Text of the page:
- Clearly another month when the blossoming French pattern industry hits it out of the park. Ready to Sew released the Jolene Dress and Blouse which is a classic shirt dress with gathering into the princess seams and lightly gathered skirt or peplum.
- Pinda is a new pattern for slim utility style tapered pants from Waffle Patterns. I can see these styled well for casual or a more dressy look making use of the various pocket options.
- This month’s PDF release from Sew Over It is the Kimono Jacket. A great layering piece for the warmer months the expanse of fabric is a lovely way to showcase a beautiful bold print.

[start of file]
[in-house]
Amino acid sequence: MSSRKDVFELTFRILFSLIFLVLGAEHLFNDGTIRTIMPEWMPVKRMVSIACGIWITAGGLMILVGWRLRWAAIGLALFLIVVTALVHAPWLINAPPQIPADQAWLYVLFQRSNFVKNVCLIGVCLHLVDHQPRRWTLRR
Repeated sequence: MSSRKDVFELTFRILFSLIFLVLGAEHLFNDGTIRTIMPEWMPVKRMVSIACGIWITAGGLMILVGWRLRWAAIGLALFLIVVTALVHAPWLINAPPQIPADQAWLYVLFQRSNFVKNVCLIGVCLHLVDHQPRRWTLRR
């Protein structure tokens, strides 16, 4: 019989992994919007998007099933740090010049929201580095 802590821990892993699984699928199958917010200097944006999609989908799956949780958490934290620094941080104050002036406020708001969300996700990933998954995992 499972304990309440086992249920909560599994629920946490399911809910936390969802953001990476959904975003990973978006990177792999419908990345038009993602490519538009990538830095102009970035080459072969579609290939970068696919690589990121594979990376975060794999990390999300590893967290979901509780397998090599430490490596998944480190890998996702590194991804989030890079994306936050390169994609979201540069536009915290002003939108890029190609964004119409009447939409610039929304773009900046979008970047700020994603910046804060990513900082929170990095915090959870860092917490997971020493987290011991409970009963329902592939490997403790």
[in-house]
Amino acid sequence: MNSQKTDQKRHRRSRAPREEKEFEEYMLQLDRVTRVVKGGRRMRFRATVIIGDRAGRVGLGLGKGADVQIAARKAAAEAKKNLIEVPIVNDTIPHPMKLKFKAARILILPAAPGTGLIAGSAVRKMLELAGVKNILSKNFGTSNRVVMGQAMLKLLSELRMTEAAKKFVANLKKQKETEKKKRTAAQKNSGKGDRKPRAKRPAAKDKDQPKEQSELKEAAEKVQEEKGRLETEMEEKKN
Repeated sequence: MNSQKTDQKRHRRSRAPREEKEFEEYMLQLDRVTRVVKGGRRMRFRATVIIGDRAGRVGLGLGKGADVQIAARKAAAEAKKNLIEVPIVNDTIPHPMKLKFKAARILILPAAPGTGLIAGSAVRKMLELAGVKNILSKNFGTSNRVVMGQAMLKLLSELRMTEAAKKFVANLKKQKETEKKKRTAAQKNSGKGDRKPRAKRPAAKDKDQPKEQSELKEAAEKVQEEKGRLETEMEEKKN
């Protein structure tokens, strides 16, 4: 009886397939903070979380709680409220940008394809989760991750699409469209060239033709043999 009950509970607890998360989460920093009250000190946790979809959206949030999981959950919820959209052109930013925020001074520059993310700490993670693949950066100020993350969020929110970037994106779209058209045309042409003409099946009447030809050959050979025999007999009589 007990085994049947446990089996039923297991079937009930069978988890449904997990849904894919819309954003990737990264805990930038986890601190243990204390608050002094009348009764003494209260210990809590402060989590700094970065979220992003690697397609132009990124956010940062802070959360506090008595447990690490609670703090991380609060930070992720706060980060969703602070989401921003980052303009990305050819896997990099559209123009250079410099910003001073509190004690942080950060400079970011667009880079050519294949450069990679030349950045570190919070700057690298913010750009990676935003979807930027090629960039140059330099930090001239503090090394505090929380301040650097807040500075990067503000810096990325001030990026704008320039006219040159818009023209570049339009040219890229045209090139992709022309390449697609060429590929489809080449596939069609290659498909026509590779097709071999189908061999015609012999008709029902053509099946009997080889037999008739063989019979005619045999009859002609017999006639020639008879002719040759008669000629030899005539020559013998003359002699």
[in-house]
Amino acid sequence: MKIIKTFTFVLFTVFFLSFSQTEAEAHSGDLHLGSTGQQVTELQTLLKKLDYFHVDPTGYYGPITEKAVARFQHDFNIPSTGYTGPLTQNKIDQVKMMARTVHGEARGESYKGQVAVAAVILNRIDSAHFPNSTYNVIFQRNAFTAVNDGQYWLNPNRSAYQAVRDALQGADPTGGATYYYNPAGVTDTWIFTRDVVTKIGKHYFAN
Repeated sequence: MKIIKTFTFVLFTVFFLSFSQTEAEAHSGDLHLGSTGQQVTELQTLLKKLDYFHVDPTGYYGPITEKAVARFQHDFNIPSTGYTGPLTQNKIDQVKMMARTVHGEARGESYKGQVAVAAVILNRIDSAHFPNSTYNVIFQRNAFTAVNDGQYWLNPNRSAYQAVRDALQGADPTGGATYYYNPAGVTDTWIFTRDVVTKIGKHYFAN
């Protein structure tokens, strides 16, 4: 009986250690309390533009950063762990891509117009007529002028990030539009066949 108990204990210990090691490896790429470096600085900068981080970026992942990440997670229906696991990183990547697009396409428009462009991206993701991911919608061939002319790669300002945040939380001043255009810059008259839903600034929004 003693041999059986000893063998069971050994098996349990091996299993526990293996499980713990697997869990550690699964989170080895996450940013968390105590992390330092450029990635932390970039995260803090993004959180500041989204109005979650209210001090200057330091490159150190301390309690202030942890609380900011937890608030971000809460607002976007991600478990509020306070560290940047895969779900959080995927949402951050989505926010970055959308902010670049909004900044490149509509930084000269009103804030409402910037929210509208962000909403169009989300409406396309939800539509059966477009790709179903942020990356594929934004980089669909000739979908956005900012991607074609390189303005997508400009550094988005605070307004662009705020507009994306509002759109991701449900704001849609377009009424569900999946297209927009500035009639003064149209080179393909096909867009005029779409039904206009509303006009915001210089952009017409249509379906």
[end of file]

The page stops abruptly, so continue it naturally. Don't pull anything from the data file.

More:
- I love the flowing, floaty nature created by the gores in the new Daintree Skirt from Blank Slate Patterns. It’s a half circle wrap skirt in a number of lengths and the curved front edge really adds to its romantic feel. They’ve also released the Fairelith Top which has a ballet neckline and raglan sleeves; the instructions even advise on how to adjust the neckline to cover your bra straps which is a great touch.
- Sew This Pattern released the Daphne Day Dress which is a lovely fit and flare dress with some slightly more challenging features that would be great for an improving seamstress. the cut out back and exposed zip are great unexpected touches.
- New from Sew Caroline is the Coffee Shop Dress; a shift style for knits. You can get its for free at the moment if you pre-order a copy of her book ‘Sew Caroline Weekend Style‘ which is coming in April.